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An article by Jordan Murray
Although the financial situation for newspapers remains less than ideal, billionaires continue to invest in print media for their institutional worth, with aims to make publications self-sufficient.
If you had $190 million to spare, what would you spend it on?
If you’re Marc and Lynne Benioff, you’d buy a media empire. The flamboyant CEO of Salesforce and his wife purchased the publication from Meredith Corporation a few weeks ago, quickly distancing themselves from the magazine’s editorial direction.
It was a decision that was made, Marc admits, without much forethought, and its spontaneity is as much a product of his outsized personality as it is of his wealth. Indeed, the large cash infusion represents a boon for Time, but represents only around three per cent of the Benioff’s net wealth. It’s endemic of a larger trend in business of high-earning CEOs bankrolling print media to insulate cultural institutions from economic and technological changes.
While many are grateful for Benioff’s financial infusion, others are suspicious of his motives and the pressures he might exert on the newspaper’s editorial position. For his part, Benioff has moved to assuage those concerns, with Time’s chief content officer Alan Murray saying the Benioffs were willing to “put journalistic integrity ahead of corporate gains”.
Otherwise, Benioff’s purchase of Time appears to be an effort to preserve the periodical, as opposed to turning it into a vehicle for his political views. That hasn’t comforted some sceptics though, who have witnessed the financially precarious situation that arises when business leaders expect returns on their investments.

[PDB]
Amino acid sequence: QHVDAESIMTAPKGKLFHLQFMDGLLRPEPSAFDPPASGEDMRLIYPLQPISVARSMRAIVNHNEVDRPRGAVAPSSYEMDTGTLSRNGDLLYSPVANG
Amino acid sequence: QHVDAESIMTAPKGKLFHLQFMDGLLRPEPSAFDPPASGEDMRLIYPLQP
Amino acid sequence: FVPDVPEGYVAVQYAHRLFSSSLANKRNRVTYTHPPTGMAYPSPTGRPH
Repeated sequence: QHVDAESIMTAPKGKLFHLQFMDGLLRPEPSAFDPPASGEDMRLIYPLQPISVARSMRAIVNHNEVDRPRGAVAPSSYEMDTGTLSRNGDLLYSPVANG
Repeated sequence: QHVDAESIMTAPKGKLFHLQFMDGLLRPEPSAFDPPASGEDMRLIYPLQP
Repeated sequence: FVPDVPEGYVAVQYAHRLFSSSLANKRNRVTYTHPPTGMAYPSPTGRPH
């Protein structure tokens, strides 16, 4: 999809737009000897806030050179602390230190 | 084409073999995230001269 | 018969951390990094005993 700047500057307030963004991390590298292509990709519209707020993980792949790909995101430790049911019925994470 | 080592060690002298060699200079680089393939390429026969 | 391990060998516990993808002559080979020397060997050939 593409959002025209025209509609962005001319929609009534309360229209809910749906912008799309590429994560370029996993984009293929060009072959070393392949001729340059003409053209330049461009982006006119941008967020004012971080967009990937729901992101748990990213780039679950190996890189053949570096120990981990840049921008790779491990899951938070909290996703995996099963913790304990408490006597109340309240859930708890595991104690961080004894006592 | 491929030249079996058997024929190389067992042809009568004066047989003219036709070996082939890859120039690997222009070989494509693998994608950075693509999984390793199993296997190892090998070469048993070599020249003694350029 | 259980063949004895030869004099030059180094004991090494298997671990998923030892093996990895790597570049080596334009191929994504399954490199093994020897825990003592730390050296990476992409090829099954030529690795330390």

Why would anybody buy a newsroom?
It’s easy to compare billionaires with an interest in media empires to Charles Foster Kane, Orson Welles’ ruthless newspaper magnate. The truth is often more complex than that. Some CEOs, like Jeff Bezos, purchase flagging institutions not out of pity but out of a profit motive. Bezos, after all, was initially unmoved at the prospect of purchasing a business that haemorrhaged money and that he didn’t know much about.
However, he saw the opportunity as having a greater sense of rightness to it. “If this were a financially upside-down, salty snack food company, the answer would be no,” Bezos reasoned, “But as soon as I started thinking about it that way, I started to realize The Washington Post is an important institution.”
“If this were a financially upside-down, salty snack food company, the answer would be no,” Bezos reasoned, “But as soon as I started thinking about it that way, I started to realize The Washington Post is an important institution.”
Nowadays, The Washington Post is profitable, thanks to Bezos’ technological direction as much as his financial contributions. He has remained outside the newsroom, and has instead focused on the newspapers’ economic situation, preferring not to think of his contribution as a “philanthropic endeavour”.